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10 Ways to Advance Your Homeschool Skills with Professional Development

10 Ways to Advance Your Homeschool Skills with Professional Development
Kelly was taking one of my free classes and explained her commitment to quality continuing education. She wrote, "I set time aside a minimum of 3 hours a week for my professional  development which includes research, project planning, transcript...
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October Gold Care Club Update

October Gold Care Club Update
New for this month in the Gold Care Club updates ...  How To Training Courses Quick Start : Keys to High School Success Beginner : Preparing to Homeschool High School - Live Convention Part 2/3 Intermediate : Delight Directed Learning Advanced :...
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Qualities NOT Measured by Tests [Free Printable Poster]

Qualities NOT Measured by Tests [Free Printable Poster]
Sometimes, I post something that really strikes the heart of my readers. An old post I had about measuring character qualities other than academic ones, was one of those posts.   It struck the heart of my readers so much so, that I had peop...
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October Homeschool Calendar Reminders

October Homeschool Calendar Reminders
When you're busy getting into the homeschool groove, it can be easy to forget about registering for tests, not to mention keeping up with changes to the FAFSA! (Don't forget - you should be filling out the FAFSA this month!) Here are some handy ...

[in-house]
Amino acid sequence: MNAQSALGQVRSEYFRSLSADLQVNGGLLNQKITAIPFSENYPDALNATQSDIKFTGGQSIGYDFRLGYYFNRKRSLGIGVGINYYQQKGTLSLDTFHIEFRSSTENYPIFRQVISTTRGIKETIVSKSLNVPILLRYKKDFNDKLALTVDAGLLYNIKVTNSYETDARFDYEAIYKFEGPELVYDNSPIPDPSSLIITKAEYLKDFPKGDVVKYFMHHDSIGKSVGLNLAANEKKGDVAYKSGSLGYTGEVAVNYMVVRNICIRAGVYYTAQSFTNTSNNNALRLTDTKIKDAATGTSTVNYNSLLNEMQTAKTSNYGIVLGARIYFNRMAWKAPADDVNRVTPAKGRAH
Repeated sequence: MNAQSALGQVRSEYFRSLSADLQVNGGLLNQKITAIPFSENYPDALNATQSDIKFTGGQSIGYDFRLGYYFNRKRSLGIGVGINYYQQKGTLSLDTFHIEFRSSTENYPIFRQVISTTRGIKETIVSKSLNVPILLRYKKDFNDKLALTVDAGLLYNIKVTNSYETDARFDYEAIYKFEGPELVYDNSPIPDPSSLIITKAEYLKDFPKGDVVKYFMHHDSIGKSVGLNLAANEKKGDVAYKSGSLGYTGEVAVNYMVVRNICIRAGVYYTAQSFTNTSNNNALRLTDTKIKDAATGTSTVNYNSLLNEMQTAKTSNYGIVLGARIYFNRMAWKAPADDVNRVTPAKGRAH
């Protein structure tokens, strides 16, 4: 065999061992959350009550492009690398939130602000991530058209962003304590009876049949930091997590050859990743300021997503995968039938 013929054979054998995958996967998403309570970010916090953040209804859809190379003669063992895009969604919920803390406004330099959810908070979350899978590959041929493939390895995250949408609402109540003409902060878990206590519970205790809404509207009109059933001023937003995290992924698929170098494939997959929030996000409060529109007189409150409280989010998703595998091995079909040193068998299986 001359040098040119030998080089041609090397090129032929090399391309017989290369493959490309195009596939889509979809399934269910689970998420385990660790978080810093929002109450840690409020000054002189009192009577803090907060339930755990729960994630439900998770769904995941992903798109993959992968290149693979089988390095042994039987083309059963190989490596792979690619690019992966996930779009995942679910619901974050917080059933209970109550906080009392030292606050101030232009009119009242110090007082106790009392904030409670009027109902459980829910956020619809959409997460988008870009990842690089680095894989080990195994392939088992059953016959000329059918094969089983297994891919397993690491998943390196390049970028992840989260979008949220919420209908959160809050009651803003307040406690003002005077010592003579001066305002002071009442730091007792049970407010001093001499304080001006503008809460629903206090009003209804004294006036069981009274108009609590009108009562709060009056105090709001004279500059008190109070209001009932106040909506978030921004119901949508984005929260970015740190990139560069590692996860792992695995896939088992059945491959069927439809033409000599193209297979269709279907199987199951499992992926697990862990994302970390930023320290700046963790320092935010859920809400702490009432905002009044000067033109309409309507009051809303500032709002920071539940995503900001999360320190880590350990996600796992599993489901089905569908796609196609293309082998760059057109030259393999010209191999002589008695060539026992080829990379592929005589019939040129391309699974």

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Making Homeschool Economics Fast and Easy

Making Homeschool Economics Fast and Easy
Economics is usually a 1/2 credit, semester-long class taught during senior year in high school. Sometimes homeschoolers want to provide a full 1 credit class on economics, or want to prepare for the AP exams in economics. There are a lot of different ways to cover economics as a homeschooler. Here are some options you might consider.

This post contains affiliate links. If you click and buy I may make a few pennies, but not enough for a latte.



Fast and Easy Economics

Not everything in high school has to be hard. Sometimes you can do things the easy way. Remember when we were in high school? At my public school, there were definitely some classes that we fondly referred to as "underwater basket weaving" because they were so easy. At my high school, that's what our economics class was like. We learned supply and demand and how to fill out the 1040EZ, and that was it! Of course I was completely unprepared for economics in college, and rumor has it that I almost failed Econ in college for that reason. (The rumor is "mostly true" because I actually got a 0.7 my first time through the class. When I took it again, I was tutored by an awesome guy named Matt Binz, and earned a 3.7 the second time around. And no, that's NOT why I married him!)

If you want to teach high school homeschool economics the low-stress, simple, good-enough way, consider this option. Use the Whatever Happened to Penny Candy Book plus the coordinating workbook. Presto! 1/2 credit of high school economics. This material is "Free Market Austrian Economics" for those who know or care.

Book Whatever Happened to Penny Candy? A Fast, Clear, and Fun Explanation of the Economics You Need For Success in Your Career, Business, and Investments

Workbook A Bluestocking Guide to Economics by Jane Williams

Just a Little More Economics

If you want to beef it up a little, you might want to add the Basic Economics class from The Great Courses. That's a simple college level lecture that can help bring it up to a more challenging level but without making it a hard class.